The South Korean government has announced it would disclose its net foreign exchange trading history every six months and reduce the interval to every three months in one year.
The government’s move is a response to pressure from the United States to reveal Korea’s foreign exchange trading history.
The South Korean government has not disclosed the history of its forex market stabilization measures to maximize the effectiveness of its forex policy. This has led the United States to think that the Korea government intervenes in the forex market for currency depreciation.
To push Korea toward disclosing forex trading data, the U.S. Department of Treasury has put South Korea on its foreign exchange monitoring list five times in a row since the first half of 2016. Likewise, the IMF advised the Korean government to disclose the history of its forex market stabilization measures in 2016 and last year.
Enhancement of Forex Policy Transparency Anticipated
According to the Bank of Korea, South Korea’s average daily inter-bank forex trading volume was US$22.85 billion last year. The volume had been US$1.1 billion in 1998 when the Korean government adopted a free floating exchange rate system. This means South Korea’s forex market has grown more than 20-fold along with the won’s presence in the international market.
Experts point out that the government’s decision to disclose the data is based on its judgment that now is the time to enhance the transparency of its forex policy based on the growth of the local market.
At present, the won is one of the most frequently traded emerging market currencies. In addition, South Korea’s foreign exchange reserves skyrocketed from US$3.9 billion in 1997 to US$398.42 billion last month.
“With the local forex market growing in size, the impact of the government’s move on the market has been on the decline,” said KB Kookmin Bank senior economist Kim Seon-tae. He added, “During the period, smoothing operations constituted the biggest portion of its forex market intervention.”
A smoothing operation can be defined as fine tuning conducted only when exchange fluctuations are excessive. This means the South Korean government has conducted no active intervention, and yet it has been misunderstood due to the non-disclosure of the trading data.
In fact, South Korea is the only OECD member country that is yet to disclose that type of data. Among the G20 countries, 14 are currently doing so except for South Korea, China, Indonesia, South Africa, Saudi Arabia and Russia.
Market Impact Likely to be Limited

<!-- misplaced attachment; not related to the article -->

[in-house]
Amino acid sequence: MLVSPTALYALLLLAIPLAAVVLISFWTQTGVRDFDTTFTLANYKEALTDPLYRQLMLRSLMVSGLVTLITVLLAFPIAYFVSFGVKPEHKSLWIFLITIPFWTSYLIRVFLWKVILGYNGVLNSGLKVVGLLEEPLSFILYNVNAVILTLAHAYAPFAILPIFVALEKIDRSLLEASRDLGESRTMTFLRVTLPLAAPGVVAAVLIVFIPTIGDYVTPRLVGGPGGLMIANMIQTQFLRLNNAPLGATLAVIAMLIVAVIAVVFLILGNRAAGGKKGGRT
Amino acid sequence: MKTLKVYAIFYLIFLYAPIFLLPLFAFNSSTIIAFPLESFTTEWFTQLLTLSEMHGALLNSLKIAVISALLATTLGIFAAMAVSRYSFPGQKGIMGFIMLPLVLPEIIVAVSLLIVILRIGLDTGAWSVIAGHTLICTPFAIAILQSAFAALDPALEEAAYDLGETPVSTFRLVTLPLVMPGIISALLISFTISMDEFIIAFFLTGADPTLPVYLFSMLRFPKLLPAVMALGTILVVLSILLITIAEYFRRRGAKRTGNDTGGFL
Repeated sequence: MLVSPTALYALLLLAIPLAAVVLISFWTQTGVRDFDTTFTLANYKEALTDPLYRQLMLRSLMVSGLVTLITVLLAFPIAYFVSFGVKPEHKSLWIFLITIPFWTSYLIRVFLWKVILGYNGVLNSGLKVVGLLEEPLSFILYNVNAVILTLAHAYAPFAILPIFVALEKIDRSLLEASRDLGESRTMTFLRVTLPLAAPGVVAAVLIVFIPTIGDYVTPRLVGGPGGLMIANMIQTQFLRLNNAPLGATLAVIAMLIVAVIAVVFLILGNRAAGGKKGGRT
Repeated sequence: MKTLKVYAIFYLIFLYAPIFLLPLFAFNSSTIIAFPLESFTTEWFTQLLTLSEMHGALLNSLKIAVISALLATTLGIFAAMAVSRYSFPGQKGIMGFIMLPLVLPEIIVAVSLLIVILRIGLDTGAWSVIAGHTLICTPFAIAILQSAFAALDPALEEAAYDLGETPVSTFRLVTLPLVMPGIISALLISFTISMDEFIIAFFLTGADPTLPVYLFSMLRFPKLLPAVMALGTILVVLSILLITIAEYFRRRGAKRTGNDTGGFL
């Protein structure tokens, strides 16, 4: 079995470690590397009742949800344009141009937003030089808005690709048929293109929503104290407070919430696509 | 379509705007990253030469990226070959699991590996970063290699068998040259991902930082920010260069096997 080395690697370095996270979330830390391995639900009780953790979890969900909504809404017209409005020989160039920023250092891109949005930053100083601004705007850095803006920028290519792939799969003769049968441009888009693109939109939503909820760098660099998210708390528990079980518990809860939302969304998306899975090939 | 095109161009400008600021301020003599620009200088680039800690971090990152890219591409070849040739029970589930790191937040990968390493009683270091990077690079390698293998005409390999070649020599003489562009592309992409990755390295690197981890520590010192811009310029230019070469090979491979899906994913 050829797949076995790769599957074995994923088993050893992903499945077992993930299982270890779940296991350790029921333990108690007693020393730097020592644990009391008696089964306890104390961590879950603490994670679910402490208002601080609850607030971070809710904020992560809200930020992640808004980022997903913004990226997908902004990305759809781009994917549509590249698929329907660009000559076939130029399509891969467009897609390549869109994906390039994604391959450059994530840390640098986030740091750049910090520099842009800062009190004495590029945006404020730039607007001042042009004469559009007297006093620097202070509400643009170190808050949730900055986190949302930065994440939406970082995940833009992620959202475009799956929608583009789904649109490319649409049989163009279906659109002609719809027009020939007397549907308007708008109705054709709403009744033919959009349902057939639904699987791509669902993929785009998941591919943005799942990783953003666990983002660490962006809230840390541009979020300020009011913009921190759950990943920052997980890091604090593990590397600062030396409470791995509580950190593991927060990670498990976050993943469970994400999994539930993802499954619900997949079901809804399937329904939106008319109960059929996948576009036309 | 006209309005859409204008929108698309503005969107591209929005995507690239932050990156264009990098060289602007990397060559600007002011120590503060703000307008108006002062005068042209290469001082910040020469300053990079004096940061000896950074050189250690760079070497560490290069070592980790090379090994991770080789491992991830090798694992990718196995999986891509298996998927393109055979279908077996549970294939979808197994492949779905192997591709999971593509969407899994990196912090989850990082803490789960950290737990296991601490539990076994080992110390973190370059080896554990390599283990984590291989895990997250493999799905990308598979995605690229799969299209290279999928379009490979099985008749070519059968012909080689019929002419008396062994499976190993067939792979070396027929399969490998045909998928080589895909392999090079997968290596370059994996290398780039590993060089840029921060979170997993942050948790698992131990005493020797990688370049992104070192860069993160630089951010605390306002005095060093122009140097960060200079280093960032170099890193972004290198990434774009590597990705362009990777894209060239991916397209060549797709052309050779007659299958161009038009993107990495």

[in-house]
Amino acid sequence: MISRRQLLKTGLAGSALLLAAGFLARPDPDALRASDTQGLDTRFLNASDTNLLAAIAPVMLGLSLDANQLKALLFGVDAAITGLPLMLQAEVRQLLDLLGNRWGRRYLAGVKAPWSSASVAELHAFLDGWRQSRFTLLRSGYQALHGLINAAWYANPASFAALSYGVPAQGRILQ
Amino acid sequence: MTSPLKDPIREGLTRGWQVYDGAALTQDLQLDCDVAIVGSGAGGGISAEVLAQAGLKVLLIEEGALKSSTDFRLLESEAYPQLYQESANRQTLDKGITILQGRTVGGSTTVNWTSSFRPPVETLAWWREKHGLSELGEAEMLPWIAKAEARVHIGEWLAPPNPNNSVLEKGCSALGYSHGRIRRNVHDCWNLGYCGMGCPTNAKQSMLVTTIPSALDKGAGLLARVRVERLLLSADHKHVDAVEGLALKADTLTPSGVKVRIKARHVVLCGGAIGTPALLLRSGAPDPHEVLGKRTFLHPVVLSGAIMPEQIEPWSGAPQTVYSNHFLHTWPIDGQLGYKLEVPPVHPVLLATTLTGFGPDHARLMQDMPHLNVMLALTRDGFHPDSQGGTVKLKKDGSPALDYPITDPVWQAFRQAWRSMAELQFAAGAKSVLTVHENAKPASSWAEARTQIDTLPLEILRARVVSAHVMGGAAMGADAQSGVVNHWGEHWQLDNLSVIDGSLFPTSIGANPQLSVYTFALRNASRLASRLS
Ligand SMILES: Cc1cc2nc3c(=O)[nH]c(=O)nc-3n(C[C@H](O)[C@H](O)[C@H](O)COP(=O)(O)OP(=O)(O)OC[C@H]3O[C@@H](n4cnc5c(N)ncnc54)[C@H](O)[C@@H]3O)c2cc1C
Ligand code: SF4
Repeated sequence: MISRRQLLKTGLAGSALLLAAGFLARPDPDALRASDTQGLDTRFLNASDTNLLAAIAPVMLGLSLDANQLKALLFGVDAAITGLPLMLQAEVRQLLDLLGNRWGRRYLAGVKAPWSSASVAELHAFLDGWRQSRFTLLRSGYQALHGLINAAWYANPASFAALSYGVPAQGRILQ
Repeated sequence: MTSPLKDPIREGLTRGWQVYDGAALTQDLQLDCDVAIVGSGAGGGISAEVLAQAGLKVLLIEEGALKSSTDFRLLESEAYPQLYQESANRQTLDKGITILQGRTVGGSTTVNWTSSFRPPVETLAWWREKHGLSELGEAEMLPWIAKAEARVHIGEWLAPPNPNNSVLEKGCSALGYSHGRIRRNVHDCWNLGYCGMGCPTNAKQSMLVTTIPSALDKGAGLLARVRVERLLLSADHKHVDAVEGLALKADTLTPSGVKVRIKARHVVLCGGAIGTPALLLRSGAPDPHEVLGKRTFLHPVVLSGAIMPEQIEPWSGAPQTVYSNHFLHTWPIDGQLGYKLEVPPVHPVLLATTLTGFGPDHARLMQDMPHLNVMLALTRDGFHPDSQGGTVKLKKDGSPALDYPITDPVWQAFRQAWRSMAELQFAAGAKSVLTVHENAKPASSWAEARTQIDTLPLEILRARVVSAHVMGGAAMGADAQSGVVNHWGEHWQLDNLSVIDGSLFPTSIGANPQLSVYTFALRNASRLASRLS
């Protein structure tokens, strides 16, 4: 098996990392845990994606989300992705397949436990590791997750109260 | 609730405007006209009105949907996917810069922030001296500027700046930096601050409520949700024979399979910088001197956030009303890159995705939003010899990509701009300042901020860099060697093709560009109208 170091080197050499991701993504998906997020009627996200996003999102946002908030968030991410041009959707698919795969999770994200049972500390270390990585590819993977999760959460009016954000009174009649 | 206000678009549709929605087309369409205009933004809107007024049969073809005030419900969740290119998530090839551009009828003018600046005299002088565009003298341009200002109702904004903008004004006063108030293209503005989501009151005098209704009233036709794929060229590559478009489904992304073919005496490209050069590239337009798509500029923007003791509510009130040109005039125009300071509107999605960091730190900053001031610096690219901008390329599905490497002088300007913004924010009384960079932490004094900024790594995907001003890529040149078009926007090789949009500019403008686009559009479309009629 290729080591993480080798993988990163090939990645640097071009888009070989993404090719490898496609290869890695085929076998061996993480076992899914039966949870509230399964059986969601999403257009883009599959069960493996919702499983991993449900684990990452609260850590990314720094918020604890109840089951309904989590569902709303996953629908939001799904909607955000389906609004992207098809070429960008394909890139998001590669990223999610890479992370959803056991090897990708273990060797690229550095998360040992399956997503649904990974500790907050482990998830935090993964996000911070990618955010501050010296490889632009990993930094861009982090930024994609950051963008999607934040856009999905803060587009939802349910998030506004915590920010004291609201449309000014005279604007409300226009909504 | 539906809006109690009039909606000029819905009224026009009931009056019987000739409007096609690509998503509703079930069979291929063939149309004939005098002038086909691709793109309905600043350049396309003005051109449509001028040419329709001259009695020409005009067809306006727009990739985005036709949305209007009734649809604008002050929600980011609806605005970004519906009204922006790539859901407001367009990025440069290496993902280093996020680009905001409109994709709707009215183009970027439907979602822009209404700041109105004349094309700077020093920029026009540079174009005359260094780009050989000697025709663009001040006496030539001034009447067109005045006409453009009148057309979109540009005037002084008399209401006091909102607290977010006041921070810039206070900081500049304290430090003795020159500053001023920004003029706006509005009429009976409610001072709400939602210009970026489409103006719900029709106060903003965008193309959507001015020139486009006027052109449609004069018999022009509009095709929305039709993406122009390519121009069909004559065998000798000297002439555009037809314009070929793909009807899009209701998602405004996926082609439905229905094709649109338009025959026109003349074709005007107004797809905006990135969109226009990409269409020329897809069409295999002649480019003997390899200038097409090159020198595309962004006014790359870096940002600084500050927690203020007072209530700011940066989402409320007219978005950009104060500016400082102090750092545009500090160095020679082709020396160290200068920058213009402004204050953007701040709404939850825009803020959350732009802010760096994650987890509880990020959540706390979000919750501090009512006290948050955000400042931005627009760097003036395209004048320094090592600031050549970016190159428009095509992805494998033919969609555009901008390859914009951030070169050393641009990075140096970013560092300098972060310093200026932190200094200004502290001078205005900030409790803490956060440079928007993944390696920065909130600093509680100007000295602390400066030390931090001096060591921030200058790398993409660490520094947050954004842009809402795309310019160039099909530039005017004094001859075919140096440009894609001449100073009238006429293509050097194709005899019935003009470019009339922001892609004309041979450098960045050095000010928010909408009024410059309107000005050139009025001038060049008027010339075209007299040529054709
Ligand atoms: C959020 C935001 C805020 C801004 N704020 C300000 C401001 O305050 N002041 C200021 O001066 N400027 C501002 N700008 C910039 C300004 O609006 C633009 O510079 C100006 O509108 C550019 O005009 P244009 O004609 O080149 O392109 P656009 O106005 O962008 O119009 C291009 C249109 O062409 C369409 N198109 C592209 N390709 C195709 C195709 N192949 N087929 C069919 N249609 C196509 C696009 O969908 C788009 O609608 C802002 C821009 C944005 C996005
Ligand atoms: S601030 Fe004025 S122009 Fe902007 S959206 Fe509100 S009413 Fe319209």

According to the government and experts, the phased disclosure of the market intervention history is likely to have a limited impact. The government is going to maintain its principle of letting the market determine forex rates with interventions made only when there are significant fluctuations.
The market is in agreement with the government. The news about the disclosure of the data led to no significant market movement on May 17. “The new policy is predicted to have little impact on the market,” said Woori Bank researcher Min Kyung-won, adding, “It is unlikely to cause local currency appreciation although it can accelerate an appreciation of the won after it occurs.” The researcher also pointed out, “Even except for direct forex market intervention, the government still can intervene by other means such as pension funds.”
Yonsei University professor Seong Tae-yoon also mentioned that the disclosure is limited to the net trading history and has an interval of six months and, as such, its impact will be negligible.
Still, he said that the local forex authorities’ intervention pattern can be figured out once the interval is shortened to three months, and then some difficulties may arise regarding forex reserves and volatility management.
After the disclosure, the transparency of South Korea’s forex policy will surpass the level specified in the Trans-Pacific Partnership (TPP) Agreement.
Concerns Expressed over Forex Speculation
Nonetheless, the experts voiced their concerns when it comes to the local financial market, saying the disclosure itself would have a negative impact on the market and can be abused by forex speculators. They pointed out that the forex authorities will have a harder time controlling market fluctuations once an appreciation of the won speeds up with their grip weakened than before.
“If the Korean won appreciates in the second half of this year based on improved inter-Korean relations, even more currency speculators will begin to test the local market, and then the disclosure of the trading history may worsen the situation,” said Min of the Woori Bank, adding, “These concerns cannot but be particularly serious in the South Korean financial market, which is smaller in size yet much more open than those of advanced economies, and this means South Korea as a country highly dependent on exports can take a direct hit once a strong won is not properly handled.”
Analysts also point out that South Korean exporters’ profitability may deteriorate due to the higher level of foreign exchange volatility that is likely to follow less market intervention by the government. “When appreciation continued in the past, the authorities absorbed the pressure by means of intervention,” LG Economic Research Institute senior analyst Lee Chang-seon explained, continuing, “From now on, however, the degree of intervention will be reduced, and then the pressure can mount or the pace can accelerate, which is no good news for exporters.”